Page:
Lizards and other small reptiles are an important part of any healthy ecosystem. Why not make your garden a haven for lizards in need of shelter?
Native Australian plants encourage reptiles and all kinds of native animals and insects. Lizards are naturally attracted to areas with vegetation and food sources that are familiar to them. Of course, the kind of vegetation a muscly bobtail prefers is different to the type a slender skink looks for and so it is important to provide a variety of areas with different ground cover.
Providing areas of heavy vegetation and shade as well as sparse areas with lots of sunlight will simulate a natural reptile habitat.
Food to be Found
It is important not to feed reptiles in your garden. They will find the food they need. A native garden with lots of vegetation will encourage insects for lizards to feed on. You could include a strawberry plant as a delicious treat for Bobtails.
Hide and Seek
Lizards love having cracks and crevices to hide in, under and around. Rocks and logs can be used, but be sure not to remove these from the wild (they might already be a home to other animals!). PVC pipes and holed bricks can also be used to provide shelter for reptiles in your garden.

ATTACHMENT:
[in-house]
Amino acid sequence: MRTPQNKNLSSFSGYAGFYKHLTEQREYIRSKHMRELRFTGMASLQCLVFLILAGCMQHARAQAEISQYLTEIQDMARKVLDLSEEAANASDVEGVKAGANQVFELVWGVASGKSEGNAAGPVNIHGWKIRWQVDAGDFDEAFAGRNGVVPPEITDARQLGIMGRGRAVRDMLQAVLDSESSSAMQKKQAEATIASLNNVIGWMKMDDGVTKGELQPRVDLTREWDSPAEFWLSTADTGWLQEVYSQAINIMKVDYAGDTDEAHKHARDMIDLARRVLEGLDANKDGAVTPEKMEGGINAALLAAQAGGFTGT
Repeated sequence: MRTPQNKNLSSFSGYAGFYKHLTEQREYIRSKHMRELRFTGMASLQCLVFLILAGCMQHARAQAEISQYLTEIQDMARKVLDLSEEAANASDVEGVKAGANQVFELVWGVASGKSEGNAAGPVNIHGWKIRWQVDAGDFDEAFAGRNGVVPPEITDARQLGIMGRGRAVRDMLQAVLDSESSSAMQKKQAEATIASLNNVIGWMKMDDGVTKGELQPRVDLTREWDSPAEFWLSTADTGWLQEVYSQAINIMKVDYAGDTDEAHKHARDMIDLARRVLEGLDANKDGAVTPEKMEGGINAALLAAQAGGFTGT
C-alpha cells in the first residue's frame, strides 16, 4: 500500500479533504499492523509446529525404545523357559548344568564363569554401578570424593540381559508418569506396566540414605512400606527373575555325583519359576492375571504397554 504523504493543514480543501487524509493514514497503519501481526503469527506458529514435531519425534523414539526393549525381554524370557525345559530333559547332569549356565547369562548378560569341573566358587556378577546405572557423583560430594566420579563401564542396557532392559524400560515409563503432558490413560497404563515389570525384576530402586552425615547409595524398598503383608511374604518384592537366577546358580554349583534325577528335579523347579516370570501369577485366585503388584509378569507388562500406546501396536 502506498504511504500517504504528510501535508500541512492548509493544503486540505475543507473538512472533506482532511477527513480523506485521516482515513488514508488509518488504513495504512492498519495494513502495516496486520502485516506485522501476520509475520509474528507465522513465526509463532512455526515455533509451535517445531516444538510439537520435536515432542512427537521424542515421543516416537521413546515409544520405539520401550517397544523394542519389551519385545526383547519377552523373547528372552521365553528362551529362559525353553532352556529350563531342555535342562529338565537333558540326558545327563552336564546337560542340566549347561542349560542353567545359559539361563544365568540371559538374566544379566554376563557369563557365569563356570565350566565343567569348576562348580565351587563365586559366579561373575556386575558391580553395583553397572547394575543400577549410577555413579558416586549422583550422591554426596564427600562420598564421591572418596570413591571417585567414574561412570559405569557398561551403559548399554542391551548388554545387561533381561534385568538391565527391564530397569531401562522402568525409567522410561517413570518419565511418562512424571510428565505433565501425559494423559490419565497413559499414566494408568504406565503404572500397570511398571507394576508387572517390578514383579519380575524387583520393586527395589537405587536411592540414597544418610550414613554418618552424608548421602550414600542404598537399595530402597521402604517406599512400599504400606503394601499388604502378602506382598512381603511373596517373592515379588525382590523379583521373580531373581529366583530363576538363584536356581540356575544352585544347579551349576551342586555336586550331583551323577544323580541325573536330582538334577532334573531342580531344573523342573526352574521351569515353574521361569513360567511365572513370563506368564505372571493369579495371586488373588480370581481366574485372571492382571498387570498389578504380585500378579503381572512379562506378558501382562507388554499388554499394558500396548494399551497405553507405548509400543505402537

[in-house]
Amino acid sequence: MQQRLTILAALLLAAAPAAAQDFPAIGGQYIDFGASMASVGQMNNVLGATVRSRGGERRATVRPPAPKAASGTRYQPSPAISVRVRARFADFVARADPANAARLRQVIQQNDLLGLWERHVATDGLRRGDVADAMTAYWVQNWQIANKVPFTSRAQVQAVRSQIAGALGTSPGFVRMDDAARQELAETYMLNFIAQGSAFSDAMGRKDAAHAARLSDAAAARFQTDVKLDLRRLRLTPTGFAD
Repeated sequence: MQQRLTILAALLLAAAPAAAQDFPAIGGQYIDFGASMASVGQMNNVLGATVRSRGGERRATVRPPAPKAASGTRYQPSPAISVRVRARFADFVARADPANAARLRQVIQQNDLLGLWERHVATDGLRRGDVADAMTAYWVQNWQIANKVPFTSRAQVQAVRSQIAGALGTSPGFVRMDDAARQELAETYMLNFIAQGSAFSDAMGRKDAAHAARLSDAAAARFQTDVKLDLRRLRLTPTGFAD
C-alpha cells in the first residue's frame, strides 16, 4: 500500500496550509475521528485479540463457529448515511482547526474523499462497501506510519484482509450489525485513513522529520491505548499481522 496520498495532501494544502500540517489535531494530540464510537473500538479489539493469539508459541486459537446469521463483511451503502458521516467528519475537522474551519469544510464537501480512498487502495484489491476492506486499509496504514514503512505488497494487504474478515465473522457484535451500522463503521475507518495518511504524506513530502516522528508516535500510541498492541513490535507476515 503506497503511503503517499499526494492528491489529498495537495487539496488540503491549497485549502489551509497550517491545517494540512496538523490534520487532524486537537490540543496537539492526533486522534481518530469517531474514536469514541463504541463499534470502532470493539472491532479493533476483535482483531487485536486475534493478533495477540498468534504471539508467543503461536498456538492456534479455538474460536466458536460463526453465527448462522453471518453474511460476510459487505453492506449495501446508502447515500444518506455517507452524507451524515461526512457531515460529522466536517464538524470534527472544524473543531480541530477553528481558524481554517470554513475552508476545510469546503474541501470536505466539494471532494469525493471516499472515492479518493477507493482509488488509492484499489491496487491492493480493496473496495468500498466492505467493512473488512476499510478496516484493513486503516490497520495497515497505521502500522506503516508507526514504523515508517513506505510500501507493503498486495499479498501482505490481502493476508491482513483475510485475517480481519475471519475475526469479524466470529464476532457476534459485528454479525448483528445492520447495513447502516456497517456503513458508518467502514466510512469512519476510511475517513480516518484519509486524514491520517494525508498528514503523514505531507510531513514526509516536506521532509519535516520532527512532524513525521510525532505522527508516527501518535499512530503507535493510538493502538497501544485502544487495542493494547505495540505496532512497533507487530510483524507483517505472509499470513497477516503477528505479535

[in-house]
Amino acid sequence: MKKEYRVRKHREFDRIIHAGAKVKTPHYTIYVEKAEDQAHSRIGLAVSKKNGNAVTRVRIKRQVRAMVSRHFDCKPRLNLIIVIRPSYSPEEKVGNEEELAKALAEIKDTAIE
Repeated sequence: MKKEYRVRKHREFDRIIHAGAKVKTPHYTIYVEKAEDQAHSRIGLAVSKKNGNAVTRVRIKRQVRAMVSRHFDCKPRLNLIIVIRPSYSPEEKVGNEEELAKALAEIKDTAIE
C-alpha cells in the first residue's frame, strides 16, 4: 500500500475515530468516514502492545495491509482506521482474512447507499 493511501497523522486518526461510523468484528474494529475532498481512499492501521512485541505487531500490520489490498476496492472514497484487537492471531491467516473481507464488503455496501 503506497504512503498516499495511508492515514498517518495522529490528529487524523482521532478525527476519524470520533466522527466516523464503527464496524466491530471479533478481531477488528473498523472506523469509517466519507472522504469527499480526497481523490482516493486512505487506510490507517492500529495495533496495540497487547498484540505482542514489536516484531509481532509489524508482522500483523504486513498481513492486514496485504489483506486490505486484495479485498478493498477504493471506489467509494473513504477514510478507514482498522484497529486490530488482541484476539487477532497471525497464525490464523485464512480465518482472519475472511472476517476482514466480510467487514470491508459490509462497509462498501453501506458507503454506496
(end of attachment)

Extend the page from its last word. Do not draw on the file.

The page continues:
Drink it Up
Putting a wet area, such as a pond, in your garden is a great way to encourage lizards to visit. As well as providing them with somewhere to drink, a wet area attracts frogs and insects.
Basking in the Sunlight
Lizards are ectothermic which means their body is warmed and cooled by their environment (not by their body). Somewhere safe to ‘sun themselves’ is a matter of life-and-death for many reptiles. Flat rocks, old tin or roofing tile provide fantastic surfaces for reptiles to bask on or under.
A small compost area filled with mulch, bark and leaf litter attracts reptiles. Make sure this area has good sunshine and is close to ground-cover so lizards can get to it stealthily whenever they want. Compost also attracts insects and snails for reptiles to eat.
Reptiles have several natural predators found around gardens. Birds are a natural predator, but cats and dogs attack reptiles so try to create reptile-friendly areas in places your pets can’t go (like the front garden).
Avoid using chemicals and (non-organic) fertilisers in and around your garden as they may harm lizards. Lizards eat insects and snails, so if these are contaminated with pest-control pellets then lizards may become ill. Use environmentally friendly alternatives to rid your garden of pests.
Local lizards you might see in your Perth garden:
- Shingleback Skink (Tiliqua rugosa)
- Western Blue-tongue (Tiliqua occipitalis)
- Burton’s Legless Lizard (Lialis burtonis)
- Binoe’s Prickly Gecko (Heteronotia binoei)
- Western Bearded Dragon (Pogona minor)
- Common Dwarf Skink (Menetia greyii)